BROWN, WILLIAM, journalist and printer; b. c. 1737 at Nunton (Dumfries and Galloway), Scotland, son of John Brown and Mary Clark; d. unmarried 22 March 1789 at Quebec.
When he was about 15 years of age William Brown was sent to live with relatives of his mother in America, and from 1751 to 1753 he studied mathematics and classics at William and Mary College in Williamsburg, Virginia. In 1754 he went into an office as clerk, and then began to learn his future trade in a printer’s shop in Philadelphia. There in 1758 he went to work for William Dunlop, who two years later entrusted him with the management of two bookshops. Dunlop, who was related to Benjamin Franklin, may have been Brown’s uncle. At the end of 1760 Brown is supposed to have entered into partnership for a short time with James Rivington in New York and to have opened a bookshop with him. But he soon went back to working for Dunlop, who decided to send him to Bridgetown, the capital of Barbados, to set up a printing shop. Brown found the climate there trying; after something over two years he returned to Philadelphia. He became interested in the city of Quebec, and is said to have obtained information through William Laing, a Quebec tailor and merchant. He then wrote Governor Murray for the necessary authorizations for the founding of a newspaper and for promises of moral and financial support. What Murray replied is not known; in any case, Brown got in touch with a former co-worker in Philadelphia, Thomas Gilmore, and the two decided to go to Quebec to start a newspaper. They prepared for their business venture with the help of Dunlop, who advanced them money.
On 5 Aug. 1763 Brown and Gilmore signed a partnership agreement, each putting up capital of £72. Travelling by way of Springfield (Mass.), Albany, Lake Champlain, and Montreal, Brown reached Quebec on 30 September after many adventures. Meanwhile Gilmore was off to England to purchase various materials, in particular from the London firm of William Caslon Sr, the supplier that Brown would continue to prefer.
Brown collected 143 subscriptions in response to a brochure, probably printed in Philadelphia, which announced the forthcoming publication of a weekly gazette. There were as many Canadian subscribers as there were British, most of the former being members of the clergy. On 21 June 1764 the first number of the Quebec Gazette/La Gazette de Québec came out. In addition to printing jobs, the two partners in 1765 extended their activities to publishing [see Thomas Gilmore], and they also received an annual allocation of £50 from the colonial authorities for official announcements. The enterprise met with fair success: on 29 April 1768 Brown and Gilmore wrote to William Dunlop to obtain the services of an apprentice and a translator; their former employer was repaid that year, and Brown purchased a new press for which he paid £26.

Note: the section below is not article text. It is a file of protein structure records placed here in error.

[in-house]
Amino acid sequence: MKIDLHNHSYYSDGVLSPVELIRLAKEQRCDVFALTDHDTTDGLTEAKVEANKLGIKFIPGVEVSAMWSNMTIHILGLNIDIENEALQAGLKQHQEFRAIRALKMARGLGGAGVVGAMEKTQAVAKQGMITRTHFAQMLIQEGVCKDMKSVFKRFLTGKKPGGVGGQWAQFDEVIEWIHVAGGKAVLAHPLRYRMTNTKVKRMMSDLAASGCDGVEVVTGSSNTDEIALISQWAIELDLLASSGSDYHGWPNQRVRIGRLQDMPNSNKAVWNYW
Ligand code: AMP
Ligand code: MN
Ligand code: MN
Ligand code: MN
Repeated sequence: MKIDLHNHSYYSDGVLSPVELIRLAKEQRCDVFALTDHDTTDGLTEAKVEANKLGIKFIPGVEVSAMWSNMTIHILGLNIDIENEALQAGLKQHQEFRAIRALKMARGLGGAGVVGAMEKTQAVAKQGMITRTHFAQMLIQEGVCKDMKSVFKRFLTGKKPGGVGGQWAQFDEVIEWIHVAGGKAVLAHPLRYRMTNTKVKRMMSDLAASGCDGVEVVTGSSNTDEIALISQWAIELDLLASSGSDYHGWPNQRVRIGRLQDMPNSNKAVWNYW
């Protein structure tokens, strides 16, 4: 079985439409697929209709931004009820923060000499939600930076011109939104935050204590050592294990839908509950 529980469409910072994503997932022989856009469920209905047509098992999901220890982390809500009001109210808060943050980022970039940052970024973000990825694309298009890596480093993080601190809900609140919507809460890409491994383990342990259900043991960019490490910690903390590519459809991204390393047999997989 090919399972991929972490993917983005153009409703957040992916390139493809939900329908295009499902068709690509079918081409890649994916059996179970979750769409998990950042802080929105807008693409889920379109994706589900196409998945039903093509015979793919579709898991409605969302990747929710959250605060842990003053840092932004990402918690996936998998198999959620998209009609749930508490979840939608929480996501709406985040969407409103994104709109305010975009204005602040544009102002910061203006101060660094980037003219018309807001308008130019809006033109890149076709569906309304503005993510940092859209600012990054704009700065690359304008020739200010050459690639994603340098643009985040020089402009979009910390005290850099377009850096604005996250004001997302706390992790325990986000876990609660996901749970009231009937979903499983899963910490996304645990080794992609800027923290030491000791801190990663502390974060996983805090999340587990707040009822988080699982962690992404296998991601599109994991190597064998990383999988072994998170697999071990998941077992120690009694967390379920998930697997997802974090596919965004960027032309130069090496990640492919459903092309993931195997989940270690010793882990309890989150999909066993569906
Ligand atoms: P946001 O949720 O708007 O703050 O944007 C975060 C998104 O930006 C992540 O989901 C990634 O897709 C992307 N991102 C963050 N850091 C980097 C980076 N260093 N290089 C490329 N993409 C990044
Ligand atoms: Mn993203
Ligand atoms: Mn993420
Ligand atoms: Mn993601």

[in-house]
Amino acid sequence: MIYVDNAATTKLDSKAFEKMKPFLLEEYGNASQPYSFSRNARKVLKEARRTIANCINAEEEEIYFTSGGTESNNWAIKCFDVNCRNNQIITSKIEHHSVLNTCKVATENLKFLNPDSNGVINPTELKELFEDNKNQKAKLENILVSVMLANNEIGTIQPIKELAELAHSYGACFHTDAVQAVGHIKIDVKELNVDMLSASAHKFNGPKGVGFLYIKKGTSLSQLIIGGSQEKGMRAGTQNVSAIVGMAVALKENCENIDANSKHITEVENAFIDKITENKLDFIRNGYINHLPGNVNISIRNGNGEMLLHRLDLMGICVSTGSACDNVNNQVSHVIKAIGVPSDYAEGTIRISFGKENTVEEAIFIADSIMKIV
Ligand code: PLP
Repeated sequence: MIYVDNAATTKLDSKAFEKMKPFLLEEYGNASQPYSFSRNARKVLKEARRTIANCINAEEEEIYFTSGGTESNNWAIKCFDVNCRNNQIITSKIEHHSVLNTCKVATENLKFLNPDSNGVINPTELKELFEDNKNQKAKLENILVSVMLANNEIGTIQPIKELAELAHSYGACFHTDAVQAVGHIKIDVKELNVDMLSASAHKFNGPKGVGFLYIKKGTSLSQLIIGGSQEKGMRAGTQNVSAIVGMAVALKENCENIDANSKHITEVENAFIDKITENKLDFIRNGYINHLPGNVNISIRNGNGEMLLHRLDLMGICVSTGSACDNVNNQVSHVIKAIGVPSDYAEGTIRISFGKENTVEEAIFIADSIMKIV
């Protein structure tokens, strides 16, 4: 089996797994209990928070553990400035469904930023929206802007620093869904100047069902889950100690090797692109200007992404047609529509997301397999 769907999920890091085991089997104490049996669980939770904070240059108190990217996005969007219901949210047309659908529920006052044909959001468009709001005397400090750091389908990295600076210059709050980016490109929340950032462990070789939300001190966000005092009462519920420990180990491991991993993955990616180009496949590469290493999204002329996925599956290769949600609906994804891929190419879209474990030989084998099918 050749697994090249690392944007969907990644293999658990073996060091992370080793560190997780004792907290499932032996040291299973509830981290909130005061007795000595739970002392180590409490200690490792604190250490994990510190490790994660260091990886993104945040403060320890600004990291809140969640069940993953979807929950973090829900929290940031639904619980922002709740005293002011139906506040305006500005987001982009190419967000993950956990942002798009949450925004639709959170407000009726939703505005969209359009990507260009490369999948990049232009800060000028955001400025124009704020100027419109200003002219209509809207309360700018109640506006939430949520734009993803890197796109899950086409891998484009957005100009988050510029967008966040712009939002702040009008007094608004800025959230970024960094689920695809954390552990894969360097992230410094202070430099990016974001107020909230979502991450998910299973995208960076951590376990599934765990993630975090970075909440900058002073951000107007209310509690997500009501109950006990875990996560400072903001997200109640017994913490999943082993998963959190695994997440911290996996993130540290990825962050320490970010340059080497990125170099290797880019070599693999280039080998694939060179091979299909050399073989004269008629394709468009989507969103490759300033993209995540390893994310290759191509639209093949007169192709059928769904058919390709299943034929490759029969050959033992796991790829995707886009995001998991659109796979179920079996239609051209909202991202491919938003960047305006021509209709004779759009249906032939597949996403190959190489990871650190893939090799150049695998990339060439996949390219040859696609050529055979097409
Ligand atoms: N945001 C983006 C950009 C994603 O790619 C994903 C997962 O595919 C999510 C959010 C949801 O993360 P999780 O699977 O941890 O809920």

After his partner’s death in 1773 Brown, who became sole owner of the business at the beginning of 1774, continued to issue many publications. The text of the Quebec Act came out in 1774, and the following year four legal works by François-Joseph Cugnet appeared. Brown later published the Ordinances made and passed by the governor and Legislative Council of the Province of Quebec (1777), The order for morning and evening prayer . . . , a collection in Iroquois edited by Christian Daniel Claus (1780), a Pseautier de David . . . (1785), and a new collection of ordinances (1786). The Quebec almanacs, now an extremely rare and valuable source of information, had begun to appear in 1780. Then in 1789 the Gazette announced the opening of subscriptions at 2s. for the publishing of Abram’s Plains . . . , a collection of poems by Thomas Cary*, who later founded the Quebec Mercury. This work was of interest both for its method of publication by subscription and for its contents, poetry seldom being a source of profit. The collection was published in March 1789 and sold quite well at the price of 2s. 6d. In all, Brown published about 250 or 260 works, mainly pamphlets, catechisms, and a variety of printed materials; only eight of them ran to more than 100 pages. Among these may be noted two pieces that had an interesting fate: a Kalendrier perpétuel à l’usage des Sauvages . . . , announced in the Gazette on 20 Oct. 1766, the whole edition of a thousand copies being bought by Father Jean-Baptiste de La Brosse for distribution in his missions; and Direction pour la guérison du mal de la baie St-Paul (1785), the first medical treatise, written by Philippe-Louis-François Badelard*, surgeon-major of the garrison of Quebec, paid for by the government, and distributed free of charge to fight a suspected outbreak of venereal disease [see James Bowman].